The Oatmeal glimpses into the self-driving future. And it is awesome.
I’m biased. Earlier this year my mom had a stroke. It damaged the visual cortex of her brain, and her vision was impaired to the point that she’ll probably never drive again. This reduced her from a fully-functional, independent human being with a career and a buzzing social life into someone who is homebound, disabled, and powerless.
When discussing self-driving cars, people tend to ask a lot of superficial questions: how much will these cars cost? Is this supposed to replace my car at home? Is this supposed to replace taxis or Uber? What if I need to use a drive-thru?
They ignore the smarter questions. They ignore the fact that 45% of disabled people in the US still work. (Source: page 20) They ignore the fact that 95% of a car’s lifetime is spent parked.(Source) They ignore how this technology could transform the lives of the elderly, or eradicate the need for parking lots or garages or gas stations. They dismiss the entire concept because they don’t think a computer could ever be as good at merging on the freeway as they are.
They ignore the great, big, beautiful picture staring them right in the face: that this technology could make our lives so much better.
The levelling-up in consumer surplus will be unfathomable.
Driving is fun, and it’s worth keeping the option to do that sometimes. But commuting? Robo-Uber? Nobody would need a second car; many wouldn’t need a first car; urban parking need would plummet because most folks would flip to constantly driving self-driving options that stop only to switch passengers so urban form would change for the better. Everything will be awesome.
But it isn’t without risk – back to Oatmeal:
Riding in a self-driving car is not the white-knuckled, cybernetic thrill ride one might expect. The car drives like a person, and after a few minutes you forget that you’re being driven autonomously. You forget that a robot is differentiating cars from pedestrians from mopeds from raccoons. You forget that millions of photons are being fired from a laser and interpreting, processing, and reacting to the hand signals of a cyclist. You forget that instead of an organic brain, which has had millions of years to evolve the cognitive ability to fumble its way through a four-way stop, you’re being piloted by an artificial one, which was birthed in less than a decade.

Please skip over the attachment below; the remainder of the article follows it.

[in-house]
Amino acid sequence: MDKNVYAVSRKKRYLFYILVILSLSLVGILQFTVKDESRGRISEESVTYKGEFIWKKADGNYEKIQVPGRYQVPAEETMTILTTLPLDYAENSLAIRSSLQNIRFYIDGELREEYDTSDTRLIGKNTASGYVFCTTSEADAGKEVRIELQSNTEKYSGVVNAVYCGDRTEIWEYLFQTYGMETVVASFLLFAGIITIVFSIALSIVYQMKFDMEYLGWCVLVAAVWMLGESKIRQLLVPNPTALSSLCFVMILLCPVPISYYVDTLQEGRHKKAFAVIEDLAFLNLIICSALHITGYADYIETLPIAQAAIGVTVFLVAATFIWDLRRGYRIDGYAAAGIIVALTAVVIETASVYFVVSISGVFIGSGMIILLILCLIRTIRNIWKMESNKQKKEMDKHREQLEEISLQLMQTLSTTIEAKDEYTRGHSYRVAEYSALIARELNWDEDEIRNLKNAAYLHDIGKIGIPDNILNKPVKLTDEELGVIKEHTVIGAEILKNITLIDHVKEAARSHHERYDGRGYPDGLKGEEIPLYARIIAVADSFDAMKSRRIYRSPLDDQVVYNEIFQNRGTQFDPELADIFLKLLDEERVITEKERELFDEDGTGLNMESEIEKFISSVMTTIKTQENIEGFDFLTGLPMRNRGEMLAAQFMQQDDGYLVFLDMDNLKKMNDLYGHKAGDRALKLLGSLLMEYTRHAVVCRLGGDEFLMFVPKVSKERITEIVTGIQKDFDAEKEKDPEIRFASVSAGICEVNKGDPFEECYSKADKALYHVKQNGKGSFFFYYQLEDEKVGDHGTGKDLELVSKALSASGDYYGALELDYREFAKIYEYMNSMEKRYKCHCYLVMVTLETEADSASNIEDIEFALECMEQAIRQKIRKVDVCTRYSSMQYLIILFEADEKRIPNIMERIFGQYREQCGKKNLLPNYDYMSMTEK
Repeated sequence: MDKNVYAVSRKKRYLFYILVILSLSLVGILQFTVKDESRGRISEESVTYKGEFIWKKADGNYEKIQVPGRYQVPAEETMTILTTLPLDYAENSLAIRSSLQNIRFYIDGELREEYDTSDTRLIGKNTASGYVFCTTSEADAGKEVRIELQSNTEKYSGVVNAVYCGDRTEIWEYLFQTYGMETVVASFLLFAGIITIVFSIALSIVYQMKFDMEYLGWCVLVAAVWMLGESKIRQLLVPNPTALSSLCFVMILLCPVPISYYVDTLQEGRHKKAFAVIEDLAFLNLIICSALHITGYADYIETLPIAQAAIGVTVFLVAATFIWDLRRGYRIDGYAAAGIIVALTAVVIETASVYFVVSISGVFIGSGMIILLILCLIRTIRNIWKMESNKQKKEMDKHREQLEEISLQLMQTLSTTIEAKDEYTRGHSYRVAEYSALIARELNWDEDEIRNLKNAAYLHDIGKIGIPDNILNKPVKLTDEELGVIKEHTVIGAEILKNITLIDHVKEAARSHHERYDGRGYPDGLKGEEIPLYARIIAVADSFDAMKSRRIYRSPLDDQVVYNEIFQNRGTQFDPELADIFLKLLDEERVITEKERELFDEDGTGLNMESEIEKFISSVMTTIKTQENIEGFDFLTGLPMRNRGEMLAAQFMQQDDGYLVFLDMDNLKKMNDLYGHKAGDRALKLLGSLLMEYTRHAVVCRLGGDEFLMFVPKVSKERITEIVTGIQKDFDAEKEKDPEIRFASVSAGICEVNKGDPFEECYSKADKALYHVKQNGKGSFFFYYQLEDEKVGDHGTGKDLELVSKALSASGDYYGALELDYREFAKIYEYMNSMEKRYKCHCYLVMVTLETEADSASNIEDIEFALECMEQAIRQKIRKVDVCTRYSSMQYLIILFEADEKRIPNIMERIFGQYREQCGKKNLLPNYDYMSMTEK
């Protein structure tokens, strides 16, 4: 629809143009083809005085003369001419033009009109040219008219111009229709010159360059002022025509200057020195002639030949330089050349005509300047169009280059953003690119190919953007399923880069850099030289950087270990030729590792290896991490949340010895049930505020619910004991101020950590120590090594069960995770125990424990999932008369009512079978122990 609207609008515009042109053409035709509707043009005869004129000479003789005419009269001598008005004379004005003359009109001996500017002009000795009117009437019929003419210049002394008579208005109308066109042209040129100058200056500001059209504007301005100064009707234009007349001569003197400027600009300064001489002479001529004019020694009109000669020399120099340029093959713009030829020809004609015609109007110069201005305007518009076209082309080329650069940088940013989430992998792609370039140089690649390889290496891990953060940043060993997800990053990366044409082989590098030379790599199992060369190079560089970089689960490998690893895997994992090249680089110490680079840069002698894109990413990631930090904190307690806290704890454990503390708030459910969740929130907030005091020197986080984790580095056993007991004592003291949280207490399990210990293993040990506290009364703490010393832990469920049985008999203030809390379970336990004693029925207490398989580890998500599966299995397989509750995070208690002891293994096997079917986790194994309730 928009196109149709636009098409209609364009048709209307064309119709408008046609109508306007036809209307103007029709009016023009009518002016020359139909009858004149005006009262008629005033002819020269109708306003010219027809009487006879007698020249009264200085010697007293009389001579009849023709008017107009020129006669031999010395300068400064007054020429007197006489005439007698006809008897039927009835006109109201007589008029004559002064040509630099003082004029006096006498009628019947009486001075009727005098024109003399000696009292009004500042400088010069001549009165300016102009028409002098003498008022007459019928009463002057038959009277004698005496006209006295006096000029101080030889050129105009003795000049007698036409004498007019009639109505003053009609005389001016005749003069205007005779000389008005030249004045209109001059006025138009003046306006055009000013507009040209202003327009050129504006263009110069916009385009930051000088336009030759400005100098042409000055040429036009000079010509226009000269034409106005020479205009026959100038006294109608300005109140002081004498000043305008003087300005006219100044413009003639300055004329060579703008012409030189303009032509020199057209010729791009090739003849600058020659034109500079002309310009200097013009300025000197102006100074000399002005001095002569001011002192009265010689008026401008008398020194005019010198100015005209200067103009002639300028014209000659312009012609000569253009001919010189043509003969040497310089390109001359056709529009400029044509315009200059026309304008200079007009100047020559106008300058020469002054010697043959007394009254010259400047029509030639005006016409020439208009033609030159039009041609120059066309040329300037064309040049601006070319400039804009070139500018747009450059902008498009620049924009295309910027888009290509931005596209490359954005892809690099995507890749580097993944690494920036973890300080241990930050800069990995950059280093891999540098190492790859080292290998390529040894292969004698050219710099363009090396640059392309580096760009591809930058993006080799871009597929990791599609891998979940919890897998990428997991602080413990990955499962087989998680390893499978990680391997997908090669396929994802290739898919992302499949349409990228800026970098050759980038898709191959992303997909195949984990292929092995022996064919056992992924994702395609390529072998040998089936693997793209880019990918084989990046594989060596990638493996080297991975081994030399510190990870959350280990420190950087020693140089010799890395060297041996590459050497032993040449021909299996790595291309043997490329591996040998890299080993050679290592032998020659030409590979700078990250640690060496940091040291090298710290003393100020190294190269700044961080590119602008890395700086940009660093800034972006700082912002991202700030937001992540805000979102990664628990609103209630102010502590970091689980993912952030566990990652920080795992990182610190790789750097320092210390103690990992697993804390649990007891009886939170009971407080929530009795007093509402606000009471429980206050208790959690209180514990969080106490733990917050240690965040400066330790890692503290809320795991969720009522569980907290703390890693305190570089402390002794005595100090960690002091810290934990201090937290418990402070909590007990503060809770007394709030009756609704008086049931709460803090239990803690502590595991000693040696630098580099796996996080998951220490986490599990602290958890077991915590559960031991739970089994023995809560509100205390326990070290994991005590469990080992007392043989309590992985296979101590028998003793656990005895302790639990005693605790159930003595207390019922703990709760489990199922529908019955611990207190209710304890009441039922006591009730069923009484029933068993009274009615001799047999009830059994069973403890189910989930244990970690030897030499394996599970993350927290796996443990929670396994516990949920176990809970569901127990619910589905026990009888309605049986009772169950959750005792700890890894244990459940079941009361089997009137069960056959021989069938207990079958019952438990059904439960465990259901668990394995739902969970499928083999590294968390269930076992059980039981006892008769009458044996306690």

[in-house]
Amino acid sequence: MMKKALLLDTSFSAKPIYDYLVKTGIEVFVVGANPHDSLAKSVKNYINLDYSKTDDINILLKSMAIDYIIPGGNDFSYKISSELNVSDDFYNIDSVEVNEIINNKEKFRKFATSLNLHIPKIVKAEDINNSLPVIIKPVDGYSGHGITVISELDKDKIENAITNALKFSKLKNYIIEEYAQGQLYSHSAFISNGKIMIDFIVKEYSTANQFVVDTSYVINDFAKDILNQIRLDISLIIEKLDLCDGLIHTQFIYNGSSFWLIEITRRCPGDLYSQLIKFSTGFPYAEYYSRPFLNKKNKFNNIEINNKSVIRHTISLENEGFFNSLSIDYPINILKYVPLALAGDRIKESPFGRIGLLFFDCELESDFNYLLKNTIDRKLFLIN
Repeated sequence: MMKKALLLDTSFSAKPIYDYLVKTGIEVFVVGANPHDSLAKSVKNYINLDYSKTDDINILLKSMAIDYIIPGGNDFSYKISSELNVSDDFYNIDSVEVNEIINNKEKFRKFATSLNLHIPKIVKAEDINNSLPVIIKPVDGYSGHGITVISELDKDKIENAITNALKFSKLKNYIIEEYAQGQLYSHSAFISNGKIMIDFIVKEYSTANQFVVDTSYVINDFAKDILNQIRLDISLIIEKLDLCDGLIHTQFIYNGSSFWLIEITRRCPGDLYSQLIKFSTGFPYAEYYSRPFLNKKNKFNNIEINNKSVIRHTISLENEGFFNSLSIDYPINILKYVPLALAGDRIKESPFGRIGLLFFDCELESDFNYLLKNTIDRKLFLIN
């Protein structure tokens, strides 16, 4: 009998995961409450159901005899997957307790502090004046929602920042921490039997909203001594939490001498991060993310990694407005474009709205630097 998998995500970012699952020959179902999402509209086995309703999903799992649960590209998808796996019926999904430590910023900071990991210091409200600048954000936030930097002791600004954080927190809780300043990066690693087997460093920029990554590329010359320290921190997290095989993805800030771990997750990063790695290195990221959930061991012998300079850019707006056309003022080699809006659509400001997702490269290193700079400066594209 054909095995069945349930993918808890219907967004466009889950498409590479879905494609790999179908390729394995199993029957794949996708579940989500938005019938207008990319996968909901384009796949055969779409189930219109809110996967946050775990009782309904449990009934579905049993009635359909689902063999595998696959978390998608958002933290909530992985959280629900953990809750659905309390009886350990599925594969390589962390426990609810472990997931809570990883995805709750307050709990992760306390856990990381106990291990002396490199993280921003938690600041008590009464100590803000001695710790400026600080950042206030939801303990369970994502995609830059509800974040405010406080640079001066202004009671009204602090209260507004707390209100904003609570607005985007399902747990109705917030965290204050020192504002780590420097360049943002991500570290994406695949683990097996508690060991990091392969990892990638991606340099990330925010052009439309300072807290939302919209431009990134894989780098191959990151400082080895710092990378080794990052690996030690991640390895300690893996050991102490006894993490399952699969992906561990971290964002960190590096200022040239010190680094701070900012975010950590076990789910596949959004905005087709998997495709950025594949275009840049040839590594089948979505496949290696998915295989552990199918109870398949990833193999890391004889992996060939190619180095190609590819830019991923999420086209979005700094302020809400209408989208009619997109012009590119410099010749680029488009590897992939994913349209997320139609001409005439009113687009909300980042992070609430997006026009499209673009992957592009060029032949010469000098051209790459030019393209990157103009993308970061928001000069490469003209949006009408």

The unfortunate part of something this transformative is the inevitable, ardent stupidity which is going to erupt from the general public. Even if in a few years self-driving cars are proven to be ten times safer than human-operated cars, all it’s going to take is one tragic accident and the public is going to lose their minds. There will be outrage. There will be politicizing. There will be hashtags.
It’s going to suck.
But I say to hell with the public. Let them spend their waking lives putt-putting around on a crowded interstate with all the other half-lucid orangutans on their cell phones.
I say look at the bigger picture. All the self-driving cars currently on the road learn from one another, and each car now collectively possesses 40 years of driving experience. And this technology is still in its infancy.
I say ignore the anecdotes, embrace the data.
I’m ready for our army of Skynet Marshmallow Bumper Bots.
I’m ready for the future. I’m ready for the marshmallows.
And even if we solve all that, there will still be the carping whining idiotic complaint that Brin and Google, who might get half a percent of the consumer surplus if they’re lucky, are still earning “too much”, that inequality’s gone up, or that they’re not paying enough in taxes for having had the temerity to make our lives indescribably better.
OK, people, it’s no more Mr. Nice Guy. I’m fed up! No more moderation, no more namby-pamby conciliations to those I disagree with, at least not today. I am plain, hopping mad. And who has pushed me over the edge?…
iPhone early adopters. (I’m one of them, though a virtuous one.) You may have heard, they just cut the price on iPhones. Get this:
“I just felt so used as a consumer,” he said. “They hyped up the iPhone for six months and built up our expectations, and then they grabbed our extra $200 and ran.”
It is you people, you who resent Coase (1972), you people who induce wage and price stickiness and widen the Okun gap. You people, who don’t know what it means to sit back and enjoy your consumer surplus. You beasts!
And to think you are all carrying around these wonderful icons of modernity in your pockets…
The other low-probability risk: give it a few decades, and the human-driving option will be close to banned. Fortunately, my uncle has a country place….